Greenbank Farm was originally built in 1904 by Calvin Phillips, an insurance salesman and land developer. He created a model dairy farm that was one of the largest in the Northwest. By 1914 the farm had 75 Holstein cows, 80 pigs and 25 horses on 150 acres. The barn was completed in 1906 and could accommodate over 60 cows at a time. It was said the barn was the largest of it’s kind west of the Mississippi. The dairy farm met an unfortunate end in the 1930’s when a bull brought over from Port Angeles infected the entire herd with tuberculosis.
John Molz purchased the farm in the early 1940’s and began planting loganberries. A loganberry is a hybrid between a blackberry and a raspberry. The berries were shipped to the American Wine Company in Seattle, the maker of Pomerelle Wines.
By the 1950’s Greenbank Farm was the largest loganberry producer in the USA. In 1961 the farm produced 130 tons of berries on 78 acres and was reputed to be the world’s largest producer of loganberries.
A tasting room and wine shop was opened in 1987 by Chateau Ste. Michelle, who was then the owner of the farm. They popularized Loganberry Wine and Loganberry Liqueur, and produced these two Whidbey’s Washington beverages as well as Whidbey’s Washington Port (a Cabernet Sauvignon-based port) until they decided to sell the farm’s acreage to a developer in 1995. The developer envisioned 350 houses occupying the farmland.
A grass-roots campaign to save the historic farm was started by community members in 1995 which resulted in the Port of Coupeville purchasing the farm in 1997. Under government ownership the farm has maintained it’s rural character and is open to the public. More than 5 kilometers of walking trails with breathtaking views criss-crosses the farmland hillside which doubles as an off-leash dog park. From the crest of the hillside views of the Olympic Mountain Range and Admiralty Inlet can be seen towards the west, while panoramas of the Cascade Mountain Range with Holmes Harbor and Saratoga Passage are available towards the east.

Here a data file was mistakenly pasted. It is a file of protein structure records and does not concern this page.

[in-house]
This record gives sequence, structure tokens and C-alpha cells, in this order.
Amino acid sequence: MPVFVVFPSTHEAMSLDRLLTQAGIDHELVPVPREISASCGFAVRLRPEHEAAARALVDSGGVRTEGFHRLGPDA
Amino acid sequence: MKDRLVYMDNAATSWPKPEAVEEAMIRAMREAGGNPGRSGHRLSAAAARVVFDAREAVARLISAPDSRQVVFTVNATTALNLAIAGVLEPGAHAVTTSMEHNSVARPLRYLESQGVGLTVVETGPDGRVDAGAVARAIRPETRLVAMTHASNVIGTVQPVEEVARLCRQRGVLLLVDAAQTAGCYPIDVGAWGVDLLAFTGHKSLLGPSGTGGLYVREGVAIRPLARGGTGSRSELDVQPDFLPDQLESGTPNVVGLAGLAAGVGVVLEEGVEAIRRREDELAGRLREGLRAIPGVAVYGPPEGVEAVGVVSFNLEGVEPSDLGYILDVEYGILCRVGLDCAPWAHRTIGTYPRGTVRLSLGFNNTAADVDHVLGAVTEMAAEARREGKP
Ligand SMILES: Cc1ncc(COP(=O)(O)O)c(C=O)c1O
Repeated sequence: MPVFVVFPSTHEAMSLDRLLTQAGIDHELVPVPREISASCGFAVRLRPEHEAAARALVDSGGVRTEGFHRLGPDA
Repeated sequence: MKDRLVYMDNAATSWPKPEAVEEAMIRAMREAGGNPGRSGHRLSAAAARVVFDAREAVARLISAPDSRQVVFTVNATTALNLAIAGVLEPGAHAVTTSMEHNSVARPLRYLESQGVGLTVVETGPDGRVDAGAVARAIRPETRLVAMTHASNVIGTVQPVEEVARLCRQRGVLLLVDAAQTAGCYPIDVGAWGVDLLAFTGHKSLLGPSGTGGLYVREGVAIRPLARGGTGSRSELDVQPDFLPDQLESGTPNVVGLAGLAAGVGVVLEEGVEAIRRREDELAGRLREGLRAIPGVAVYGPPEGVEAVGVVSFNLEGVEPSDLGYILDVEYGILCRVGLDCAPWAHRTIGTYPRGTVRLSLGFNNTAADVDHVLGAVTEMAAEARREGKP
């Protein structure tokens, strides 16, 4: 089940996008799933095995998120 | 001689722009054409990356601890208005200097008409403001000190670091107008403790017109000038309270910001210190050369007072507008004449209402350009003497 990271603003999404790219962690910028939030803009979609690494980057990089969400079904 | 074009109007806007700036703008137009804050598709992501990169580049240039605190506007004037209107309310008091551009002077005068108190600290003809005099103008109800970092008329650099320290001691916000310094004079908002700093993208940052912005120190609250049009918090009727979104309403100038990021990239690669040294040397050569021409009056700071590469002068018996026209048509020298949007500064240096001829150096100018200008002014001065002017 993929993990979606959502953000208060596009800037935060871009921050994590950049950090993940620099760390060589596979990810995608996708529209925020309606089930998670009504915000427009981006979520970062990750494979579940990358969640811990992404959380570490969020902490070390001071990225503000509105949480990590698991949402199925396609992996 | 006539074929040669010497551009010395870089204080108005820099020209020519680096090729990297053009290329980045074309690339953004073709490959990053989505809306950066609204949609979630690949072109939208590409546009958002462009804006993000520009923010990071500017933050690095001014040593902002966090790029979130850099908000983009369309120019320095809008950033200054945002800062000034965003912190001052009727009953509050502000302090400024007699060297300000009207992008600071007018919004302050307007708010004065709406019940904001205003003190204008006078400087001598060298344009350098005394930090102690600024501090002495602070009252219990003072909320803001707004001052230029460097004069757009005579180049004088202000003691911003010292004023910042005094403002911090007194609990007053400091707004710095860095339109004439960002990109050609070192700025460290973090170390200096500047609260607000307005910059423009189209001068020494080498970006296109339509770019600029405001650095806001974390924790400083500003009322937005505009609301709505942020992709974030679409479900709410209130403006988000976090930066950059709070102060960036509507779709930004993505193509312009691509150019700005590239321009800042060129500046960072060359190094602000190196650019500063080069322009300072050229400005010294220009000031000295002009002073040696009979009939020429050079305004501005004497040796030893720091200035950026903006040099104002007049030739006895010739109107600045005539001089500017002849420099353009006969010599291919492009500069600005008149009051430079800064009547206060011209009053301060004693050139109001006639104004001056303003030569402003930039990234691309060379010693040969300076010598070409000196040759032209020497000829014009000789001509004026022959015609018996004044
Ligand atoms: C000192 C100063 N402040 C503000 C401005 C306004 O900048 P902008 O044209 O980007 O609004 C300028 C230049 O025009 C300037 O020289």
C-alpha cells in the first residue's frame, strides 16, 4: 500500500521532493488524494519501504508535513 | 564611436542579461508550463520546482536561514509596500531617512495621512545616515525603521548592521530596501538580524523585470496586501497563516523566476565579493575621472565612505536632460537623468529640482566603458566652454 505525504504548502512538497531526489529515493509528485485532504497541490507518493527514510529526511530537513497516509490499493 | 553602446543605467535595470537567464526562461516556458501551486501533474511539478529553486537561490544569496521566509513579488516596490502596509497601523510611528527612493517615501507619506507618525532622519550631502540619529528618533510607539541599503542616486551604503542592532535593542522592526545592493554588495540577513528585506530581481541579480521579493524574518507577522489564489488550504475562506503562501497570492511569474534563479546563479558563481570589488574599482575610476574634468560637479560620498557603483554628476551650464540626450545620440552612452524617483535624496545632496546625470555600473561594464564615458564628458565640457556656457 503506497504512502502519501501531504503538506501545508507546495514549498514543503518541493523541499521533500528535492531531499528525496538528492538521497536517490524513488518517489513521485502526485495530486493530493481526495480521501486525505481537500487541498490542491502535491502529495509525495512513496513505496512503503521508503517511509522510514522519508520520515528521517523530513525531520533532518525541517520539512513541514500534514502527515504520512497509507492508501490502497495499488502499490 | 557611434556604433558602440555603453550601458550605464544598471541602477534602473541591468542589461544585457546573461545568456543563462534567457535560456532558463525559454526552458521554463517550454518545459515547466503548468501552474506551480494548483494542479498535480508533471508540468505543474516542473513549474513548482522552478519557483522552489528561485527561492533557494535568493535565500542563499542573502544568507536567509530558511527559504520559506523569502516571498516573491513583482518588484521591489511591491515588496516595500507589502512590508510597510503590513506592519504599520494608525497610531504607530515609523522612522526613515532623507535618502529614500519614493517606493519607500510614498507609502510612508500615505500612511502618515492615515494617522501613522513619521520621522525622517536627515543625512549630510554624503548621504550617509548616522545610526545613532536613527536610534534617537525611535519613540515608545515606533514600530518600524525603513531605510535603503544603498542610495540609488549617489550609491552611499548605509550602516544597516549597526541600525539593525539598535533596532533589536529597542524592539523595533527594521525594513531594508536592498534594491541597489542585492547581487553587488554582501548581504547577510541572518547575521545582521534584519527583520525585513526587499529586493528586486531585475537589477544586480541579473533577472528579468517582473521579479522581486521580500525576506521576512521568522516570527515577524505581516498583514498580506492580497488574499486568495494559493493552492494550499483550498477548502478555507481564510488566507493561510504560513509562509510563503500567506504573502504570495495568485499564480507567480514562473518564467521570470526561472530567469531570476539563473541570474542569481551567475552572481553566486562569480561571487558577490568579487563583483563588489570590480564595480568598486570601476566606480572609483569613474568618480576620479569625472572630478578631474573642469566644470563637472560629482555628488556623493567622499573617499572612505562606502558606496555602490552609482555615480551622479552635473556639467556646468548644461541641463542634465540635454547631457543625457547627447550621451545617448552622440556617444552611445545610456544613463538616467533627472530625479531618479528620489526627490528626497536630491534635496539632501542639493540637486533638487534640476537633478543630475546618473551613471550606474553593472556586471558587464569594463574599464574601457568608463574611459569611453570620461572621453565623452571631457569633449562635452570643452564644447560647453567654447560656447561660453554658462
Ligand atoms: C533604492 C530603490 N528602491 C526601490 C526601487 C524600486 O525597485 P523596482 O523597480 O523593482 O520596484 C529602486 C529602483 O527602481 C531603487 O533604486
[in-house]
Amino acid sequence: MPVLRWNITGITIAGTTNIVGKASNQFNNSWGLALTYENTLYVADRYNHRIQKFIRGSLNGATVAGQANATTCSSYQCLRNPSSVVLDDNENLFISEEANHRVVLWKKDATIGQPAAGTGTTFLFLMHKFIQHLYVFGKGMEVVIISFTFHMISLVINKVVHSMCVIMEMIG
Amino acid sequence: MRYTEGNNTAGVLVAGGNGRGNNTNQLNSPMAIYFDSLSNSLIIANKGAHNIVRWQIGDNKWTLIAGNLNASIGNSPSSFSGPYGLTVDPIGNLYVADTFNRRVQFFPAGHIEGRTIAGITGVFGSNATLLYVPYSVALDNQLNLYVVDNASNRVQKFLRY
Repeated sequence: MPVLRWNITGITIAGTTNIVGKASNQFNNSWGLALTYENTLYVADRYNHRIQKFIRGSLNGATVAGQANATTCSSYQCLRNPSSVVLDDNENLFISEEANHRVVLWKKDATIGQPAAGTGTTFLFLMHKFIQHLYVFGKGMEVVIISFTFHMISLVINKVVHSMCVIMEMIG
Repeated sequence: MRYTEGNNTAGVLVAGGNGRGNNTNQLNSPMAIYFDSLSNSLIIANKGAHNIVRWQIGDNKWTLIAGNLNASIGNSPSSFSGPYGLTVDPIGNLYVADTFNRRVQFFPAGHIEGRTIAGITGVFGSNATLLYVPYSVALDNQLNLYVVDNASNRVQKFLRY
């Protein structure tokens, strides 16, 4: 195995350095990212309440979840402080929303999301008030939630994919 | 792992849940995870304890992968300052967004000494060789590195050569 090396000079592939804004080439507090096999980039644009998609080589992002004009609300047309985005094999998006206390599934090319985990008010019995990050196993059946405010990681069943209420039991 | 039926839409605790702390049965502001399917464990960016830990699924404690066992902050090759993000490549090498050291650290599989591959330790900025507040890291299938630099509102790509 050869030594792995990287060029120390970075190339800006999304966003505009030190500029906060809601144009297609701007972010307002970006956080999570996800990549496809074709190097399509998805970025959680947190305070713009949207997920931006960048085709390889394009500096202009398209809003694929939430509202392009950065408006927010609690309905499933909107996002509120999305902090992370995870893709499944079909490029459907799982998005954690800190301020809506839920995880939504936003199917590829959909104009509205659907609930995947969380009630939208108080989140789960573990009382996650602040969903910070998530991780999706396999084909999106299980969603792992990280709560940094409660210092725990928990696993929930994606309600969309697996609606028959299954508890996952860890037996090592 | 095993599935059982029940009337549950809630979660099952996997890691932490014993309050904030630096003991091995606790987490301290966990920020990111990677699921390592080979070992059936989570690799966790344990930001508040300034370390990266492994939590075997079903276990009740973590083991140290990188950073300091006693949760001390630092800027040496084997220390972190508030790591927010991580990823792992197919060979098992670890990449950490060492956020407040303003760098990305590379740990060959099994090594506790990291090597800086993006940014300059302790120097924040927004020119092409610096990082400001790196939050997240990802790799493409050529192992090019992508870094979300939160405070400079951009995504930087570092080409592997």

Under government ownership the farm has been able to maintain its rural character and create a park-like atmosphere that is open to the public daily. Located right off of the highway, Greenbank Farm is a great place to stretch your legs, walk the gardens, view wildlife, and take in the views. After public ownership began, it was discovered that the loganberry crop was losing its yield from year to year, and in the mid-2000’s a soil sample expert revealed that the fam’s soils had be stripped of their nutrients, the result of having a single crop for almost seven decades. Because the farm was tax-dollar supported, there was not enough money to replenish the top soil and replace 120 acres of loganberry plants, so some hard choices were made to turn that farmland into 5 kilometers of walking trails and an off-leash dog park. From the crest of the hillside you get breathtaking views of the water and the mountains on both sides. To the west you can view the Olympic Mountain Range and Admiralty Inlet, and to the east the Cascade Mountain Range with Holmes Harbor and Saratoga Passage.
From 1997 until 2015 the Port of Coupeville contracted the management of the farm to the Greenbank Farm Management Group (GFMG). The GFMG also owned and operated the Greenbank Farm Wine Shop. In the Fall of 2015 the management group sold the Wine Shop to Hollie Swanson and her parents Jerry and Terri Swanson. To continue offering the popular Loganberry Wine and Loganberry Dessert Wine, which visitors have been coming to Greenbank Farm for decades to enjoy, loganberries are sourced from close-by farms in Skagit County and Clallam County near Squim. The story of how the farm was saved from development is displayed on the back of our Loganberry bottles, which is still a beloved wine and part of the farm’s heritage. Cheers!